Ryan Callahan has already resumed skating after his emergency appendectomy surgery on Monday. If he is healthy enough to play, he’ll be going up against the team he used to captain, the New York Rangers, in the Eastern Conference Final.
“It’s going to be a lot of emotions actually going back there for a playoff game, and I’m excited,” Callahan said, per Ottawa Sun. Not that he thinks the Eastern Conference Final could get much bigger regardless of the opponent. At the end of the day this is about fighting to reach the Stanley Cup Final and he would be pumped to face any adversary to get there.
Indeed, Lightning coach Jon Cooper thinks that the rematch between Callahan and former Tampa Bay Lightning captain Martin St. Louis, who was moved in the same March 2014 trade, “will mean more externally than it does internally.” Although he can’t help but be one of the many people that’s intrigued by the storyline.
“How often do two captains get traded for each other?” Cooper asked. “And then are going to end up going against each other in the Eastern Conference final? You can’t make that stuff up. It’s a pretty appealing story. So I’m actually interested to see how it’s going to turn out.”
It will be interesting to see if either of them end up being a significant factor offensively in this series. Although Callahan has helped Tampa Bay get this far, he’s also been limited to three assists in 12 playoff contests. St. Louis has just four assists in 12 postseason games.
Either one of them has the potential to tip the scale against their former squad.
PHT’s Morning Skate takes a look around the world of hockey to see what’s happening and what we’ll be talking about around the NHL world and beyond.
Joe Barajas turned someone’s hair into a portrait of Rangers forward Chris Kreider (h/t Puck Daddy):
Stars captain Jamie Benn has decided to stay in North Texas rather than return to Victoria, British Columbia for the summer so that he can make sure his recovery from two hip surgeries goes according to plan. (Dallas Morning News)
Despite rallying back from a 3-0 series deficit to force a Game 6, Montreal didn’t fare well against Tampa Bay tonight. With his team eliminated, Canadiens bench boss Michel Therrien offered a harsh assessment of what happened.
“I felt that physically and mentally we were drained. It’s disappointing but I guess those things happen,” Therrien said, per the Montreal Gazette’s Dave Stubbs.
Montreal defenseman P.K. Subban partially echoed that sentiment by stating, “We knew they were going to come out with their best effort tonight and we didn’t match it.”
They seem to differ regarding where Montreal’s stands overall though. The Canadiens have won their division in two of the last three years and have advanced to at least the second round in back-to-back campaigns, but Therrien still sees them as a transitional team.
“I can’t focus on saying we need to wait a couple of years before we can contend,” Subban countered, according to NHL.com’s Аrpon Basu. “We need to contend now.”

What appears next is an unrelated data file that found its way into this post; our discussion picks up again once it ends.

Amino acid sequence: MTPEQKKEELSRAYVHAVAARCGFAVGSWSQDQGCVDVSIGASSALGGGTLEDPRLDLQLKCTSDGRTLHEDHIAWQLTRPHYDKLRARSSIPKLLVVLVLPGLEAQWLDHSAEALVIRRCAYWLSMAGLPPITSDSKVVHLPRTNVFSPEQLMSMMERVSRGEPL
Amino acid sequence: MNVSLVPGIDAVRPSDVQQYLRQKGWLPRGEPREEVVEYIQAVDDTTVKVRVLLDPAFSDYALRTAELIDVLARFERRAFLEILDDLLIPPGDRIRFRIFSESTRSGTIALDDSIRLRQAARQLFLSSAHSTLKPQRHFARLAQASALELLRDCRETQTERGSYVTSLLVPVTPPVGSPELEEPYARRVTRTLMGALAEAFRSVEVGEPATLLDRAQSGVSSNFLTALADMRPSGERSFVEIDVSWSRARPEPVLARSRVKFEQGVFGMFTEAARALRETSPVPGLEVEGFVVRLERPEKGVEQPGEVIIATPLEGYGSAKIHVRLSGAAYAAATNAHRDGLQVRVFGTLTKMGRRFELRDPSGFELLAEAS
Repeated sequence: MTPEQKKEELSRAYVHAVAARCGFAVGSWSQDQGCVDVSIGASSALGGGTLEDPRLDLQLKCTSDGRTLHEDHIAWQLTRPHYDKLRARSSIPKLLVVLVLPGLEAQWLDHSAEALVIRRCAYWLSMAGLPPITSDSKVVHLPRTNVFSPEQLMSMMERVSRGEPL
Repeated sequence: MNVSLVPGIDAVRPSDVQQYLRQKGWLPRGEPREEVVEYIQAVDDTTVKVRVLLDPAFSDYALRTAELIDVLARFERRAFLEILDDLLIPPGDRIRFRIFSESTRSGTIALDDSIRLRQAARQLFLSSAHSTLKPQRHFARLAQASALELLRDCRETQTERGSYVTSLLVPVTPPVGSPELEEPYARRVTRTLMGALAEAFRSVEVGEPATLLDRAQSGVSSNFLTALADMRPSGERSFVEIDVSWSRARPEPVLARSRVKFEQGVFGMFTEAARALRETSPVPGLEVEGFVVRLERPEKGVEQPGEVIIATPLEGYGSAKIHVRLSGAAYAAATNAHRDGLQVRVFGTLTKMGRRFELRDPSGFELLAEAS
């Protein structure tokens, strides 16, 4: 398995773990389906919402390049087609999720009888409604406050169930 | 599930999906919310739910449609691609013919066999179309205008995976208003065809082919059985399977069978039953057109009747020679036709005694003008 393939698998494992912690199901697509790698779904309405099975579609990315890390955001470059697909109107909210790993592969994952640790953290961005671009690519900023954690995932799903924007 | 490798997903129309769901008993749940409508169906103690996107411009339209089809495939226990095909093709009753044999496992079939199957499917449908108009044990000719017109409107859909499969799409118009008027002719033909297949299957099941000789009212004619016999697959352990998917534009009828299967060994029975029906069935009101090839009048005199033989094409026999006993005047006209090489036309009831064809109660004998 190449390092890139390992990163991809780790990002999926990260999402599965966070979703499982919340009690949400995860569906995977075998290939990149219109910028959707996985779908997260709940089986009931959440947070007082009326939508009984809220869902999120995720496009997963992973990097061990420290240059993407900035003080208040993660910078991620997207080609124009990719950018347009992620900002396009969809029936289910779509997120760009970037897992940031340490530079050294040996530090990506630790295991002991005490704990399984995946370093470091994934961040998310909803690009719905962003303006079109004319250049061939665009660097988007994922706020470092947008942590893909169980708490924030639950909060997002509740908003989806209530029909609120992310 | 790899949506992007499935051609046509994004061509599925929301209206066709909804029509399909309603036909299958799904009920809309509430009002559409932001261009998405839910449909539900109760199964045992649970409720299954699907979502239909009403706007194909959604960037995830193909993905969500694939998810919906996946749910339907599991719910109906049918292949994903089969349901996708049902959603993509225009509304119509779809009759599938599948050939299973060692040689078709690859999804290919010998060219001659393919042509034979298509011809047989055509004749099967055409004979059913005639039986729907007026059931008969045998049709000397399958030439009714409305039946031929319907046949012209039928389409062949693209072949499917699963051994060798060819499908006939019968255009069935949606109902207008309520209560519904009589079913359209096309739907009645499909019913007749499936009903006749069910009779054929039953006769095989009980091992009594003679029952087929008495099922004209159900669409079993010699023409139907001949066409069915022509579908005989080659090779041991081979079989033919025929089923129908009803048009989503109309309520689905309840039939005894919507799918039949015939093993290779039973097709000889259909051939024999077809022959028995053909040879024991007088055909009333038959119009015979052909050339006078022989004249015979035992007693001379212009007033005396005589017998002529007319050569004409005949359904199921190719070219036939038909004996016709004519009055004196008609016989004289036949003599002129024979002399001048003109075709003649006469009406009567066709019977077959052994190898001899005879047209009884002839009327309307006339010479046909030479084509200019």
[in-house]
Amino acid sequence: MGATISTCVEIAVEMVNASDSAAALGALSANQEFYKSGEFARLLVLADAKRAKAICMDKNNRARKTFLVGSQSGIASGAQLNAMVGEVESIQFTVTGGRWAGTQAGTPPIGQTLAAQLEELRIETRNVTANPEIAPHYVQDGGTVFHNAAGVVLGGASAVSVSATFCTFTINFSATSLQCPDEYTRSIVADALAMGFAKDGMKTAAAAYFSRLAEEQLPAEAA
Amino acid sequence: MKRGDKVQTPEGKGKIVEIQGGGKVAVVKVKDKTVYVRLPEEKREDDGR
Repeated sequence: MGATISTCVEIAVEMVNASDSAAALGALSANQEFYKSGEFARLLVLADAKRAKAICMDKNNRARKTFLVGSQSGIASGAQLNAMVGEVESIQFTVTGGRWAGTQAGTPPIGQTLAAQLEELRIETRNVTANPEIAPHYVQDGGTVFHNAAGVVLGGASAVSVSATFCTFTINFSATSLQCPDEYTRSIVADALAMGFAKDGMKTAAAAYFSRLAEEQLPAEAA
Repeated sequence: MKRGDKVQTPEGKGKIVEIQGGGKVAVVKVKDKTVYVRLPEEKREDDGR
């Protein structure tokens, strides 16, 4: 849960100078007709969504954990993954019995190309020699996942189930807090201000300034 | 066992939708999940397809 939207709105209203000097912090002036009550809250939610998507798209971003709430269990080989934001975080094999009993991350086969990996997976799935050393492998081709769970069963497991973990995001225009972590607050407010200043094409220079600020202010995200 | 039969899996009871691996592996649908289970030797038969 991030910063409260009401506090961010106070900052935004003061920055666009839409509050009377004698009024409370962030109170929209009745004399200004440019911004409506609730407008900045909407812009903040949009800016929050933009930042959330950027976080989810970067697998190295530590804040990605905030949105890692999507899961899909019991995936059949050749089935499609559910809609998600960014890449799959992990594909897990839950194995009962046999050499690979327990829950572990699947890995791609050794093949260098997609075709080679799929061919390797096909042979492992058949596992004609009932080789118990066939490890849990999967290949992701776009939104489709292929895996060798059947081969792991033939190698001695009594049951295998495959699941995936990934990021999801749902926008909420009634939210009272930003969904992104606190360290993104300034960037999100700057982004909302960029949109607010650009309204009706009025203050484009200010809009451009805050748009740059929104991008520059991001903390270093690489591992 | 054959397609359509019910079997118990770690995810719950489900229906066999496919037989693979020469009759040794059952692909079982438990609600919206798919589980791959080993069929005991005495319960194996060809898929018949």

Carey Price will turn 28 in August, Subban celebrates his 26th birthday on Wednesday, and Max Pacioretty will be 27 in November. That’s the core of the team and with that in mind, the Canadiens should be in win now mode. At the same time, forwards Brendan Gallagher and Alex Galchenyuk are just starting to come into their own and perhaps they’ll be the difference in a couple years.
Montreal could certainly use the offensive help as it averaged a pedestrian 2.61 goals per game in the regular season and that went down to 2.08 in the playoffs.
While Tampa Bay Lightning goaltender Ben Bishop had a generally strong series, he didn’t even last to the halfway point of Game 4 before being pulled. After that contest, Canadiens defenseman P.K. Subban remarked, “I think Bishop sort of was sitting on a horseshoe for a little bit there. He’s played well, but he’s been lucky, as well.”
Subban thought Bishop’s Game 4 struggles would provide Montreal with confidence going forward, but the goalie responded by turning aside 45 of 48 shots over the final two contests of the second round. Tampa Bay still narrowly lost Game 5, but was able to eliminate the Canadiens tonight.
“Thank Goodness for my lucky horseshoe,” Bishop said after Tuesday’s game, per the Tampa Bay Times’ Joe Smith.
Bishop has let in some shaky goals over the course of the playoffs, but he also has a 1.81 GAA and .931 save percentage in 13 contests. With that in mind, it seems fair to say that he’s been a big part of Tampa Bay’s success thus far. His work is far from over though as Tampa Bay now sets its sights on reaching the Stanley Cup Final for the first time since 2004.
When a team establishes a 3-0 series lead as Tampa Bay did against Montreal, it gains breathing room as the onus is on the other squad to stage a historic comeback. Even still, the Lightning deserve credit for stepping up in Game 6 against the Canadiens after what was likely two frustrating losses.
“That was probably the best game we played all playoffs,” Lightning captain Steven Stamkos said in his postgame interview.
Tampa Bay had a clear edge in shots (28-19), faceoff wins (36-25), and hits (33-22) tonight. This game also saw Stamkos score his third goal in five games. After a rough first round, he couldn’t be much hotter going into the Eastern Conference Final.